Queen's University Charlie Hebdo ban an affront to values it claims to hold dear
Embarrassing, short-sighted, counter-productive. And of course deeply, deeply ironic. The decision by the Queen's University vice-chancellor Patrick Johnston to cancel a conference on the fallout from the Charlie Hebdo murders in France is, in my opinion, all of the above and much more.
It is also a telling insight into the risk-averse, conservative mindset that too often blights officialdom in Northern Ireland.
Mr Johnston says he cancelled the conference because of the security risk and concerns for QUB's reputation. He has, conversely, inflicted damage to the reputation of his university.
A university that shies away from sombre reflection on mass murder? An academic institution that recoils from discussing the most traumatic event in France for many years? A university that effectively bans an event with freedom of expression at its core?
It is a nonsense, an affront to the academic values the university proclaims to hold dear. What security risk?
Unless the participants have indicated they actually intended the display images of the prophet Mohammed - an extremely rare occurrence even in the UK - then there is no security risk at all.
It's another example of the risk-averse local mindset that holds Northern Ireland back. You see it all around you: the default secrecy from officialdom; the refusal to remove blatantly illegal paramilitary murals; the continued existence of peace walls 21 years after the IRA ceasefire; the lack of sympathy towards risk-takers in business; the refusal to properly promote mixed communities.
The symposium was called Understanding Charlie: New perspectives on contemporary citizenship after Charlie Hebdo. It had been due to be hosted by QUB's Institute for Collaborative Research in the Humanities.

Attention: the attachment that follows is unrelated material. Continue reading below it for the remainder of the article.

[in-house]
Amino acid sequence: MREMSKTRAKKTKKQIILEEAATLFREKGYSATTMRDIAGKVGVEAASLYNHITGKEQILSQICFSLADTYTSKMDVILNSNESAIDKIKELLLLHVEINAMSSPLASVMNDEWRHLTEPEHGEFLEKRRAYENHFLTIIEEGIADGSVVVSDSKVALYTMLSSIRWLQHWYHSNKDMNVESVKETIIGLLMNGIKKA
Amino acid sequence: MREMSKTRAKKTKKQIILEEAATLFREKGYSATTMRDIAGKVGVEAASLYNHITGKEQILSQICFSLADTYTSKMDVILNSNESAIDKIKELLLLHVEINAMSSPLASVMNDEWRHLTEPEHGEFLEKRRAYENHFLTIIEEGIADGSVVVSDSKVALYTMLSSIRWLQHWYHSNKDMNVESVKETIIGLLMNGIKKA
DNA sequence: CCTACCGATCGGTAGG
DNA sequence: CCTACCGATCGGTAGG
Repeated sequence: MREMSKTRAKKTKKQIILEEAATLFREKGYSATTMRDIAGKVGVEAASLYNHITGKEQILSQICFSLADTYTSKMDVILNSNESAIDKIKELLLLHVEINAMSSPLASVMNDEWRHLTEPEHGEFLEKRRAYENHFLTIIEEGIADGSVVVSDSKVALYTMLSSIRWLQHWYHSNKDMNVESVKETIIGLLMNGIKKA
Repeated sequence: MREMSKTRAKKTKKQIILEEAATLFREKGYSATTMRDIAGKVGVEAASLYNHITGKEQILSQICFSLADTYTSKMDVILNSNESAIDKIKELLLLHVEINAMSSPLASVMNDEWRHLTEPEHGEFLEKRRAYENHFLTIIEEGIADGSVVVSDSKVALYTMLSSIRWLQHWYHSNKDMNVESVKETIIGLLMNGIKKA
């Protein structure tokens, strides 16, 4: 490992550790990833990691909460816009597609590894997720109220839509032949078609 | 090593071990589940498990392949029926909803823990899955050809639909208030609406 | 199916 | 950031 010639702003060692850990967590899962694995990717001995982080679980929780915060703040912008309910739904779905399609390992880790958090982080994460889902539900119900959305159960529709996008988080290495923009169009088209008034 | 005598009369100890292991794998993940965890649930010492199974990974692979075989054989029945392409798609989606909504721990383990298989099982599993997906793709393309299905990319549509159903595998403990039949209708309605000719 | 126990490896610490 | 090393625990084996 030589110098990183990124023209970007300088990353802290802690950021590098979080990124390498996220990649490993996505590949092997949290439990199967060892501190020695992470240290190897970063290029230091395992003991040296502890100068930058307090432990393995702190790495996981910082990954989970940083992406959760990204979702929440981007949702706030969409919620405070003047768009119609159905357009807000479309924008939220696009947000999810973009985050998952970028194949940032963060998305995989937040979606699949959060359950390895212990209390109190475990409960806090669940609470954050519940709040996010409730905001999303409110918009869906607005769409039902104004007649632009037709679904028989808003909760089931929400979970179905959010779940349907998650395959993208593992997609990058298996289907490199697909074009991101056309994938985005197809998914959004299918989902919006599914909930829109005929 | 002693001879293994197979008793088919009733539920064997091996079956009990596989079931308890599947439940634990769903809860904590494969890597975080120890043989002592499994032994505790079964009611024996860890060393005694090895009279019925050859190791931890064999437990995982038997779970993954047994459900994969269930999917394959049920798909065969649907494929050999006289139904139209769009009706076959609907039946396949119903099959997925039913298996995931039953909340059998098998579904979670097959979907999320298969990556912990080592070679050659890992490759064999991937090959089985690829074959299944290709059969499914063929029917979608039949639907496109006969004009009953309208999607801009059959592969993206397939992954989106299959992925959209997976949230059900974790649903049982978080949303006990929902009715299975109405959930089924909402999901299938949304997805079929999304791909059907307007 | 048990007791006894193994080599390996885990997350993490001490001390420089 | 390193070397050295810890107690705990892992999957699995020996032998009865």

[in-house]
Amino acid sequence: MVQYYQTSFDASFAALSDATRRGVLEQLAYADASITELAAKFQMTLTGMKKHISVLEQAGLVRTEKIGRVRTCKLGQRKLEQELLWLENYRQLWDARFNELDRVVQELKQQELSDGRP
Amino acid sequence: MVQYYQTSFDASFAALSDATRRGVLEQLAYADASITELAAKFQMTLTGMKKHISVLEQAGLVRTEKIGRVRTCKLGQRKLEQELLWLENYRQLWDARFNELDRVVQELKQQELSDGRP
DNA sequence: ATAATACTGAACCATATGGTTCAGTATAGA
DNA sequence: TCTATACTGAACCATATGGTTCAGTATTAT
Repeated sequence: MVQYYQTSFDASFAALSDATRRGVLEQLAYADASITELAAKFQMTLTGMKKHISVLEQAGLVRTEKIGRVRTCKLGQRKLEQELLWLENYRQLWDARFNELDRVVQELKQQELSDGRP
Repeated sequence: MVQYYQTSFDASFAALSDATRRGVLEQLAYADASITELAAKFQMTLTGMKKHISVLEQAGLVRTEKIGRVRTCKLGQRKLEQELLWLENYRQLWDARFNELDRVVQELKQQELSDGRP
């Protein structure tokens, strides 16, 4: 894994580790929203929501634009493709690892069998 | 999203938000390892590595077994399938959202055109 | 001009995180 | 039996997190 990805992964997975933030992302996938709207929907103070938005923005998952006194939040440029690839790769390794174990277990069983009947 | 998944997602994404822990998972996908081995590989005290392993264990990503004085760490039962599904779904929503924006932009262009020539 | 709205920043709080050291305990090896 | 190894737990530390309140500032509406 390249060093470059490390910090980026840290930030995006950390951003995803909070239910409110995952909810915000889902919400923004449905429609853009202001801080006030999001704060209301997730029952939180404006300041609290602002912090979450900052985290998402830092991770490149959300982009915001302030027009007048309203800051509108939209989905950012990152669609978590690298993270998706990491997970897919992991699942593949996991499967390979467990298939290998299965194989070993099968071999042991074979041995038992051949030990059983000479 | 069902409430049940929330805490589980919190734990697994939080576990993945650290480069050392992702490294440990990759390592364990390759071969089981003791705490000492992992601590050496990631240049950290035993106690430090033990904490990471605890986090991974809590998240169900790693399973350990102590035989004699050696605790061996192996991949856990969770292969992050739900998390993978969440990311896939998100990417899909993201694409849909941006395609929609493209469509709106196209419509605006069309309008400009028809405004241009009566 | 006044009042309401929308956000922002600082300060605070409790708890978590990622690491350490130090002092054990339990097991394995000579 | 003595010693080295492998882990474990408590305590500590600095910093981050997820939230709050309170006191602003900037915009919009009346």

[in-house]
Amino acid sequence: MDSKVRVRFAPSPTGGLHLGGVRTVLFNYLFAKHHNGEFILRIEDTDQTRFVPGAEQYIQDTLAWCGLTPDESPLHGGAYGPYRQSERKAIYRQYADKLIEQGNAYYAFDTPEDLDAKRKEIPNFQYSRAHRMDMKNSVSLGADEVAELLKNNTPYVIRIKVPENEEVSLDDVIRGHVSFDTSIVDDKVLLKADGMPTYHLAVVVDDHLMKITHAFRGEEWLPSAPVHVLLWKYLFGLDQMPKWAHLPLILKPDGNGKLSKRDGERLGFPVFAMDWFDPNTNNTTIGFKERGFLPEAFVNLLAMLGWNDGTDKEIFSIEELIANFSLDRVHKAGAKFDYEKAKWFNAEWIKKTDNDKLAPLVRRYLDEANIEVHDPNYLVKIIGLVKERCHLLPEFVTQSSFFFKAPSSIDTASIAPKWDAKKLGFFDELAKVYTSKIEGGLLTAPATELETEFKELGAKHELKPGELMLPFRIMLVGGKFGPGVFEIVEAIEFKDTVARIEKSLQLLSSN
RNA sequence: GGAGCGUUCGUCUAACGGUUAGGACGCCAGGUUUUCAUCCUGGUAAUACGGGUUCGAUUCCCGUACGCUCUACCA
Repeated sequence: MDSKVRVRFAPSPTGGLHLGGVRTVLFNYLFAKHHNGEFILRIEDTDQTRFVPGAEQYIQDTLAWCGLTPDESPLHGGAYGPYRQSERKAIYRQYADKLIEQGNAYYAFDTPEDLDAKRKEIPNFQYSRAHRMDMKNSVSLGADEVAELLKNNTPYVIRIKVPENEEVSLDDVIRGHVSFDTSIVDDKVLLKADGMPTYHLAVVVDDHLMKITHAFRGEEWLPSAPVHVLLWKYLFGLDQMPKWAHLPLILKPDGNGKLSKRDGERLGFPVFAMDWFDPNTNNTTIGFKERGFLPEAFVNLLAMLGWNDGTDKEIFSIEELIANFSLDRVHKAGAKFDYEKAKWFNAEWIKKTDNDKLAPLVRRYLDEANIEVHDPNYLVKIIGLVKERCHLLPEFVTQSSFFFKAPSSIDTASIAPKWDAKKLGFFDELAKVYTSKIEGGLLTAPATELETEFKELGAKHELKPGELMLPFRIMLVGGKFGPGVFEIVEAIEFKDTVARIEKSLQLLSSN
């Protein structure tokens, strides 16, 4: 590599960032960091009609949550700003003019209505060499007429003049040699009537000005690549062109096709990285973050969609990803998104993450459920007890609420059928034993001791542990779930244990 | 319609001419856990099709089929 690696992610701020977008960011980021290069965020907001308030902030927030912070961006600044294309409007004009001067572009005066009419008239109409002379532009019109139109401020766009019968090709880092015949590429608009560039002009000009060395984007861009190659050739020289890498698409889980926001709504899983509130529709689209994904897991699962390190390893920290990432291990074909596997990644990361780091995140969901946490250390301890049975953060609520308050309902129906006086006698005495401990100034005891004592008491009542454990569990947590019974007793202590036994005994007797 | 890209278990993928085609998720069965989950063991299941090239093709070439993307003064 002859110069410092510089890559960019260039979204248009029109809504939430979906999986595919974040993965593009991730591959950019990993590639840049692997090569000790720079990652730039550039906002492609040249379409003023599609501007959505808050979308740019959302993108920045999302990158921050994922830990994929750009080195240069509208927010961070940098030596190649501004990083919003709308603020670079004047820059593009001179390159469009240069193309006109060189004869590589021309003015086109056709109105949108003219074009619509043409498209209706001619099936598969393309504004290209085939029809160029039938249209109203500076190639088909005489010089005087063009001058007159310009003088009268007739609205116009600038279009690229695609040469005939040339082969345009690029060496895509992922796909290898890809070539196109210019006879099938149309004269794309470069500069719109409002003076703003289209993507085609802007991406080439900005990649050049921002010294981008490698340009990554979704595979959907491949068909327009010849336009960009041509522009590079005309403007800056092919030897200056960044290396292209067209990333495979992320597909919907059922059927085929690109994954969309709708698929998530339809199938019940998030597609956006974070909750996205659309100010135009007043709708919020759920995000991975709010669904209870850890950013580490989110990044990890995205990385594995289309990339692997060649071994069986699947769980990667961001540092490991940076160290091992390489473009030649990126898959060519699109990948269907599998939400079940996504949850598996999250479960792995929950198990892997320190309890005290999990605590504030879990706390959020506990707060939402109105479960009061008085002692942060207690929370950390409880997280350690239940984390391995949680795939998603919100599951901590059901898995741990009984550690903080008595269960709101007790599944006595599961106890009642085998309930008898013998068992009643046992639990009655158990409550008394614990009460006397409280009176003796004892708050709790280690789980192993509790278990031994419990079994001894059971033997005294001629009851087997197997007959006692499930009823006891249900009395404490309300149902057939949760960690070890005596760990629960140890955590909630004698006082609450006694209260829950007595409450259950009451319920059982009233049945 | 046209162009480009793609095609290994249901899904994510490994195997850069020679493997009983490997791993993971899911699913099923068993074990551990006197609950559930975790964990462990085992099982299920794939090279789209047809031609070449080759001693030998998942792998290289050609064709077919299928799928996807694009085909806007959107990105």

It's the sort of thing that should be meat and drink to academics in our own, much-studied society. Indeed, Queen's has invested in initiatives like this in the past and likes to be regarded as having a presence in conflict resolution academia.
As recently as 2012, it created the Institute for the Study of Conflict Transformation and Social Justice with a brief to connect "the perspectives of all those who seek to contribute to conflict transformation and social justice - from the insights of world-leading researchers to the experience of practitioners, policy makers, politicians and activists".
In the absence of a compelling security reason, Prof Johnston's decision amounts to severe self-censorship. Irony was piled upon irony then, when it emerged self-censorship was one of the themes to be explored.
One attendee, Dr Brian Krug from Oxford, caught the arguments perfectly, noting it is "the responsibility of academia to respond to complex international conflicts in a constructive analytical way".
So, far from banning this event, Queen's should have been celebrating it. Mr Johnston should have turned up at the opening, with a proud welcome speech about how important it is that these matters are explored in a scholarly context.
Don't get me wrong: Mr Johnston is a great man, one of the finest achievers of his generation. Northern Ireland should be proud of his accomplishments to date.
He has, however, made a mistake with this decision. It's not too late to reverse it, and to remember and reflect upon the dead of Charlie Hebdo in the manner befitting an august academic institution that itself suffered terrorist incidents on campus on several occasions.